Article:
No matter how motivated your student is, some experiences in college will take her by surprise – and can’t be changed. Knowing the difference between what can and can’t be changed, and being able to intentionally adjust to a new approach, helps your student grow. Making these constant adjustments helps your student to discover – and create – her future one day at a time. The more willing or able that your student is to adjust both her expectations and her actions; the more confident she will feel.
Is there anything that parents can do to help students adapt?
Of course, as parents, we want to help our students. Sometimes, our first instinct is to try to reduce the amount of ambiguity or change that our students face. The instinct to want to “fix” things is strong. However, we know that, as college parents, our role has changed and we need to allow our student to be in charge of her experiences. This doesn’t mean, however, that we can do nothing. We have that important role as coach and we can help our student recognize the importance of the qualities of adaptability and flexibility. We may even be able to help our student develop more of these qualities.
Each student is different. Each student has differing levels of comfort with change. Each student will have more, or less, flexibility based on earlier experiences. Here are a few things that you might do to help your student begin to think about her ability to adapt.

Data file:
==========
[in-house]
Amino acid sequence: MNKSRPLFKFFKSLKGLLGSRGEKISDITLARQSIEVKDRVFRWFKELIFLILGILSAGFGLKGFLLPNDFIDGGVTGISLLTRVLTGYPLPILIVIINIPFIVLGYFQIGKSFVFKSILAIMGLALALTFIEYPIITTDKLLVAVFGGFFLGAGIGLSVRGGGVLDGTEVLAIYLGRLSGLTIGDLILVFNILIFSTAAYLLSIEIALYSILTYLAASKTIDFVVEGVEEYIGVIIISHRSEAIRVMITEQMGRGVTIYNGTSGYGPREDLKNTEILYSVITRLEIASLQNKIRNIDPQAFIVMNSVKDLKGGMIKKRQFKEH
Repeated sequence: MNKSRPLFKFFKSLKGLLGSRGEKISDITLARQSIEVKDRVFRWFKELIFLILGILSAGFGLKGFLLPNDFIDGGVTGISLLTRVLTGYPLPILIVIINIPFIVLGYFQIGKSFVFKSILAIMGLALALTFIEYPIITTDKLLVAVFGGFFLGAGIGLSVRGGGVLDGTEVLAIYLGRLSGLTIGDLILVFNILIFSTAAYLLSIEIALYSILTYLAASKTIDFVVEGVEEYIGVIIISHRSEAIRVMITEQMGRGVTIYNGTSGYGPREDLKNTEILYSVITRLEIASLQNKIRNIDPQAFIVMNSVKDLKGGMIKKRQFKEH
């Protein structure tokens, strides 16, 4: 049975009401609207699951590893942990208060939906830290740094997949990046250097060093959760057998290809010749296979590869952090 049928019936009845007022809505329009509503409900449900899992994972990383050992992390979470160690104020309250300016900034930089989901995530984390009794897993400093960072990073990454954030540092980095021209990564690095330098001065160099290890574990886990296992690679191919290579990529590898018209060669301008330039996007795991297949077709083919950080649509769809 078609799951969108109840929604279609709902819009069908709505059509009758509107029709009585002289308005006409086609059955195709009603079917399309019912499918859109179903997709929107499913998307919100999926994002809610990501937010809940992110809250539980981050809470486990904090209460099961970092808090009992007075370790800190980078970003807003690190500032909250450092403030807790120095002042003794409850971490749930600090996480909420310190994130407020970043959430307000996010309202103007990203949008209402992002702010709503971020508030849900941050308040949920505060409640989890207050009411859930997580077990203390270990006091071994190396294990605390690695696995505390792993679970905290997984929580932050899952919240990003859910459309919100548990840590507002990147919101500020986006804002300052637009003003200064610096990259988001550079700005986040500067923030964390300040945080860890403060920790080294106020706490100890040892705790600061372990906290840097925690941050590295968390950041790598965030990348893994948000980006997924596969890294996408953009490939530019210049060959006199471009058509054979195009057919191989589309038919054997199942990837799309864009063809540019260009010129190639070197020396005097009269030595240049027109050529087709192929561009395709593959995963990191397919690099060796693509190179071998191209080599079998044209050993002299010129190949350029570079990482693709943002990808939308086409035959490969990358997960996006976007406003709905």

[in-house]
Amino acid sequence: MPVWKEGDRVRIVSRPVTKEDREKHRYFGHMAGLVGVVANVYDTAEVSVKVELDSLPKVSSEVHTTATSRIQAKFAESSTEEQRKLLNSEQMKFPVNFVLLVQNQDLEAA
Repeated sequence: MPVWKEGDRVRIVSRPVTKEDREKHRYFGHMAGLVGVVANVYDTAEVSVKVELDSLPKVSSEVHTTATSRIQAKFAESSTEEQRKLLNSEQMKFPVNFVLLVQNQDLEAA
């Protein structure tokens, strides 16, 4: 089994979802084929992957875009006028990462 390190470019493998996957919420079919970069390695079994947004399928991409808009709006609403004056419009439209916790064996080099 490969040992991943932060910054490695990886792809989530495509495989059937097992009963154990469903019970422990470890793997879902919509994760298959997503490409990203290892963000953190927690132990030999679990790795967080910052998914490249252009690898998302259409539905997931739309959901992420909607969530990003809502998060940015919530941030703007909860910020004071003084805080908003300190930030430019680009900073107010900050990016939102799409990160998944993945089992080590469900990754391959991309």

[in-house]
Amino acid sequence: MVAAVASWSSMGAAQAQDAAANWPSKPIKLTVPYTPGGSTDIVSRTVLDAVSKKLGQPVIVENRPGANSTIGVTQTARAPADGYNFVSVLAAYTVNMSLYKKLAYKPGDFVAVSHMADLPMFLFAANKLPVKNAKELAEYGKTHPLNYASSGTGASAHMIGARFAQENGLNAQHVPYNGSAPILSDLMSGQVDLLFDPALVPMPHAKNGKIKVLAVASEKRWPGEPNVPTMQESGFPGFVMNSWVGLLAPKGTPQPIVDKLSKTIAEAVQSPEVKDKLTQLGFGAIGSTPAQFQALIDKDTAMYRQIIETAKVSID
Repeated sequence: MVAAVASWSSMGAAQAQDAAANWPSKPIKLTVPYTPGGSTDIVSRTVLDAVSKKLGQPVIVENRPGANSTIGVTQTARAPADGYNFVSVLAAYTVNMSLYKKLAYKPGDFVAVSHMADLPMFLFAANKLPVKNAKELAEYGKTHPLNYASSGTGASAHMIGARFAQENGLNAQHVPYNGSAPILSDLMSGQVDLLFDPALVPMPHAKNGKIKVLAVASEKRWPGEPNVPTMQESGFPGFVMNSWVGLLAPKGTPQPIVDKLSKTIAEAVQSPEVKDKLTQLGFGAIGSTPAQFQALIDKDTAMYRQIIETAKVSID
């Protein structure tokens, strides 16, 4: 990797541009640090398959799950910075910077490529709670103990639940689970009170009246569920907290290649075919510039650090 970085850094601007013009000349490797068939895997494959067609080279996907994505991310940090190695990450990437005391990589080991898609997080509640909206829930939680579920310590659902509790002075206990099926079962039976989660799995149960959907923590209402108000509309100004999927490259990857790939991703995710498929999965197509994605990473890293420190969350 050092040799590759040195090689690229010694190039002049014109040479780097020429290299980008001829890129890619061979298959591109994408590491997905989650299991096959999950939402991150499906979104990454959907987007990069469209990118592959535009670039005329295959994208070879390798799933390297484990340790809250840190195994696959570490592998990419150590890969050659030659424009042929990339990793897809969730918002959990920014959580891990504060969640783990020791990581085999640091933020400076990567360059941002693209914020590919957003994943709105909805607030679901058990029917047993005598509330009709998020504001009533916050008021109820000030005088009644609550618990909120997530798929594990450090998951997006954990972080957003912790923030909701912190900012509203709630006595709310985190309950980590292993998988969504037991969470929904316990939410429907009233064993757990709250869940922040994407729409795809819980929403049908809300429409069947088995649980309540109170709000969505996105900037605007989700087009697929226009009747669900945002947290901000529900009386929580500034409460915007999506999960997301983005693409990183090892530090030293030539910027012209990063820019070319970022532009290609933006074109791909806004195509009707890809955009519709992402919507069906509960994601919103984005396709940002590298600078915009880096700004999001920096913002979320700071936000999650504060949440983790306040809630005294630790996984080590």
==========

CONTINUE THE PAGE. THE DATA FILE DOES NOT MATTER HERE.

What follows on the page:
- Talk to your student about her experiences and how they match up with her expectations. Are things going as she thought they would? If not, what is different?
- Talk to your student about the concepts of adaptability and flexibility. Help her think about how her own level of comfort with these qualities. How comfortable is she coping with the unexpected? How much does change bother her? How does she respond when her routine is disrupted or life becomes unpredictable?
- Help your student reflect on her goals and her path toward those goals. Would it help if she made any adjustments to either the goals or the path? Who might be able to help her explore those potential changes?
- Help your student brainstorm some strategies to compensate for areas of weakness that she may be discovering. Help her recognize that any failures are simply information gathering opportunities. How can she adapt based on what she has learned?
- Point out alternatives to your student. Help her consider other methods or approaches to situations. Help her realize and understand that there are always options. Thinking outside of the box and moving out of her comfort zone may be required, but there are always options.
Some college students seem naturally able to adjust and adapt to new situations. Other students have difficulty and may struggle when things don’t go as expected. As a college parent, you can help your student find the value and importance in the ability to adapt and adjust. Help her realize that adjusting a goal, or the path toward a goal, is not the same as abandoning the goal. This will help your student become more comfortable with her college experiences.
And as an added benefit, as you help your student examine her ability to adapt, you may discover new ways that you, too, can increase your comfort with change and your own ability to adapt to new ways of being a parent. You and your student may travel this journey together.